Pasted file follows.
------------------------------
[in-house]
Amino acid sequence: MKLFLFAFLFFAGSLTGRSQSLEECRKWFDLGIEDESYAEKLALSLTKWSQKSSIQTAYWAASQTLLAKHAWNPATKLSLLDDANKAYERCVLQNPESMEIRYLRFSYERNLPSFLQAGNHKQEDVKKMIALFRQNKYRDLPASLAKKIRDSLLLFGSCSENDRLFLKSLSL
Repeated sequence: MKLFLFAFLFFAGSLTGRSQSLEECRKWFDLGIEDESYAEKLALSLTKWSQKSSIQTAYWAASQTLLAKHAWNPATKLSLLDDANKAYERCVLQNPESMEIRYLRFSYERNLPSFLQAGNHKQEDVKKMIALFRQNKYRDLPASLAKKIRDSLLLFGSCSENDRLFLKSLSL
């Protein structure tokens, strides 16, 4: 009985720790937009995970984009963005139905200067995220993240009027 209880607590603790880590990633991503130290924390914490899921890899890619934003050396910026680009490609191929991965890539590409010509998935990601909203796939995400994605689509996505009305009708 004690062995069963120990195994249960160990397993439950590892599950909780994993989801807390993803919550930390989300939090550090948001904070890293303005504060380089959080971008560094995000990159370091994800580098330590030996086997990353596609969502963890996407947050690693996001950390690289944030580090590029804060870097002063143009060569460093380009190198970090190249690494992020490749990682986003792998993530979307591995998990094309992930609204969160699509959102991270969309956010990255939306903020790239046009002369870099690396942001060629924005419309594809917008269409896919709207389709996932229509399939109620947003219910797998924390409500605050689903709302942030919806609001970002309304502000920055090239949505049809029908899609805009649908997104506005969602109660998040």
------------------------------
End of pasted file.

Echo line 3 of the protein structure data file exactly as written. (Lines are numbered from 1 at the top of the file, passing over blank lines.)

Repeated sequence: MKLFLFAFLFFAGSLTGRSQSLEECRKWFDLGIEDESYAEKLALSLTKWSQKSSIQTAYWAASQTLLAKHAWNPATKLSLLDDANKAYERCVLQNPESMEIRYLRFSYERNLPSFLQAGNHKQEDVKKMIALFRQNKYRDLPASLAKKIRDSLLLFGSCSENDRLFLKSLSL